Collegiate Church

Dobre Miasto, Poland

The Gothic collegiate complex built from 1357–1389, with a splendid church, on which Pope John Paul II conferred the title of minor basilica (1989). Undoubtedly, one of the biggest tourist attractions beside the magnificent interior and furnishings of the church is the organ with 49 tones and 3522 pipes. The former capitulary library houses a parish museum, which is open to visitors. It contains the remains of the old outfit of the collegiate. Unfortunately, the rich vault as well as the collection of books and manuscripts largely scattered after World War II.

References:

Comments

Your name



Details

Founded: 1357-1389
Category: Religious sites in Poland

Rating

4.6/5 (based on Google user reviews)

User Reviews

Grzegorz Szaliński (4 months ago)
A majestic temple in the brick Gothic style characteristic for this region. The furnishings are breathtaking - altars, statues, a pulpit, a baptismal fence, stalls, paintings - masterpieces of Gothic, Late Gothic and Baroque created over the course of several centuries. In the courtyard of the adjoining buildings, there is a well-kept patio surrounded by stylish cloisters.
Piotr Jędrzejewski (5 months ago)
A beautiful temple and the area directly adjacent to it.
Białostockie Biuro Nieruchomości (5 months ago)
Gorgeous! It amazes with its size! And no wonder, because it is the second largest Gothic temple in Warmia. We had the opportunity to visit and inside. Admire, among others wonderful gothic sculptures. And of course, also feel the greatness and this power. Magnificent vaults. The whole collegiate church complex also has to be visited and watched. It's a great place! Don't miss Dobre Miasto because you have to visit it, see it and feel the atmosphere of Cittaslow.
Radek Szeszko (7 months ago)
It makes an impression. A large, high brick church from the 14th century.
A A (8 months ago)
The monumental temple is impressive and is the second largest church in Warmia. Unfortunately, I could only see the collegiate basilica from the outside, as it was closed during my visit to Dobre Miasto. Hence my 3-star rating. This Gothic pearl should be available to tourists and to believers who, while passing through, want to visit the church for prayer and not admire its interior from behind bars. Maybe next time it will work.
Powered by Google

Featured Historic Landmarks, Sites & Buildings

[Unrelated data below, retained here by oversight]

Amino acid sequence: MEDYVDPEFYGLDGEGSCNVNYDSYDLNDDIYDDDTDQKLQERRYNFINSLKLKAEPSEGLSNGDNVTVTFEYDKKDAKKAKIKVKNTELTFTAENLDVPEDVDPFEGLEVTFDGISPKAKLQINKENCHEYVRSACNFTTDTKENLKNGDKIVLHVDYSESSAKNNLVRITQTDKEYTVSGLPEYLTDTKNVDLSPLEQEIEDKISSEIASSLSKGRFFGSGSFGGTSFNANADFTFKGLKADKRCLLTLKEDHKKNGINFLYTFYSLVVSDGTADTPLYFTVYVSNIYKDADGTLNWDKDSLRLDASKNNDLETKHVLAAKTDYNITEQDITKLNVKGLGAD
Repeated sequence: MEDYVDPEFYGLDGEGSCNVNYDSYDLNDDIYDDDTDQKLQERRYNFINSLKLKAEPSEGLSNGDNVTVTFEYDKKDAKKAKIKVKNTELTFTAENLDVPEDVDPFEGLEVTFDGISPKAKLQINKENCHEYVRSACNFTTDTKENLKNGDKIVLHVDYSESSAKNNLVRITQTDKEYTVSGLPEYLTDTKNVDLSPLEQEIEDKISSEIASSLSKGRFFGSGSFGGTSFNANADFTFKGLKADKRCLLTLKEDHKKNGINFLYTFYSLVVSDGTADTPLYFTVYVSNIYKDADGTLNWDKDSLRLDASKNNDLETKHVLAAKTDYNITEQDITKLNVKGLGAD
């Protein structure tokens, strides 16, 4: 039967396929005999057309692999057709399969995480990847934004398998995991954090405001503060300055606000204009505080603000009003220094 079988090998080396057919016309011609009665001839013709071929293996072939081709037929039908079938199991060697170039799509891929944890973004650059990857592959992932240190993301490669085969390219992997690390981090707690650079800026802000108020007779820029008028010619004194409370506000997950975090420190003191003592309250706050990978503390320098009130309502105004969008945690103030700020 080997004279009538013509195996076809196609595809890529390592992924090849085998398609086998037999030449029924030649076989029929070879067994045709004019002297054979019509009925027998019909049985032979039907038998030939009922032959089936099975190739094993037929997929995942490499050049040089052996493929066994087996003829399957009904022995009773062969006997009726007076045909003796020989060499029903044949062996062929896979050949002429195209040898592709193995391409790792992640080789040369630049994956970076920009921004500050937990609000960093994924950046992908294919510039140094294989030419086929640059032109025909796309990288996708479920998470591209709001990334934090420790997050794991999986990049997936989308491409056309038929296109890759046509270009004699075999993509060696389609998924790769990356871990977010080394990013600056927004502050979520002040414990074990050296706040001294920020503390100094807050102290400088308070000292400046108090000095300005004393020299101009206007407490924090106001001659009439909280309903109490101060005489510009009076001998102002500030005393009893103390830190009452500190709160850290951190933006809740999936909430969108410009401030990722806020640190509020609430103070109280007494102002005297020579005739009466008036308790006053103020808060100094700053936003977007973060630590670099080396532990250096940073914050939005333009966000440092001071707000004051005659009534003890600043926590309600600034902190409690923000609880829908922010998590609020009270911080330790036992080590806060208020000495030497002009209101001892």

Historic Site of the week

Les Invalides

Les Invalides is a complex of buildings containing museums and monuments, all relating to the military history of France, as well as a hospital and a retirement home for war veterans, the building"s original purpose. The buildings house the Musée de l"Armée, the military museum of the Army of France, the Musée des Plans-Reliefs, and the Musée d"Histoire Contemporaine, as well as the burial site for some of France"s war heroes, notably Napoleon Bonaparte.

Louis XIV initiated the project in 1670, as a home and hospital for aged and unwell soldiers: the name is a shortened form of hôpital des invalides. The architect of Les Invalides was Libéral Bruant. The enlarged project was completed in 1676, the river front measured 196 metres and the complex had fifteen courtyards. Jules Hardouin Mansart assisted the aged Bruant, and the chapel was finished in 1679 to Bruant"s designs after the elder architect"s death.

Shortly after the veterans" chapel was completed, Louis XIV commissioned Mansart to construct a separate private royal chapel referred to as the Église du Dôme from its most striking feature. Inspired by St. Peter"s Basilica in Rome, the original for all Baroque domes, it is one of the triumphs of French Baroque architecture. The domed chapel is centrally placed to dominate the court of honour. It was finished in 1708.

Because of its location and significance, the Invalides served as the scene for several key events in French history. On 14 July 1789 it was stormed by Parisian rioters who seized the cannons and muskets stored in its cellars to use against the Bastille later the same day. Napoleon was entombed under the dome of the Invalides with great ceremony in 1840. In December 1894 the degradation of Captain Alfred Dreyfus was held before the main building, while his subsequent rehabilitation ceremony took place in a courtyard of the complex in 1906.

The building retained its primary function of a retirement home and hospital for military veterans until the early twentieth century. In 1872 the musée d"artillerie (Artillery Museum) was located within the building to be joined by the Historical Museum of the Armies in 1896. The two institutions were merged to form the present musée de l"armée in 1905. At the same time the veterans in residence were dispersed to smaller centres outside Paris. The reason was that the adoption of a mainly conscript army, after 1872, meant a substantial reduction in the numbers of veterans having the twenty or more years of military service formerly required to enter the Hôpital des Invalides. The building accordingly became too large for its original purpose. The modern complex does however still include the facilities detailed below for about a hundred elderly or incapacitated former soldiers.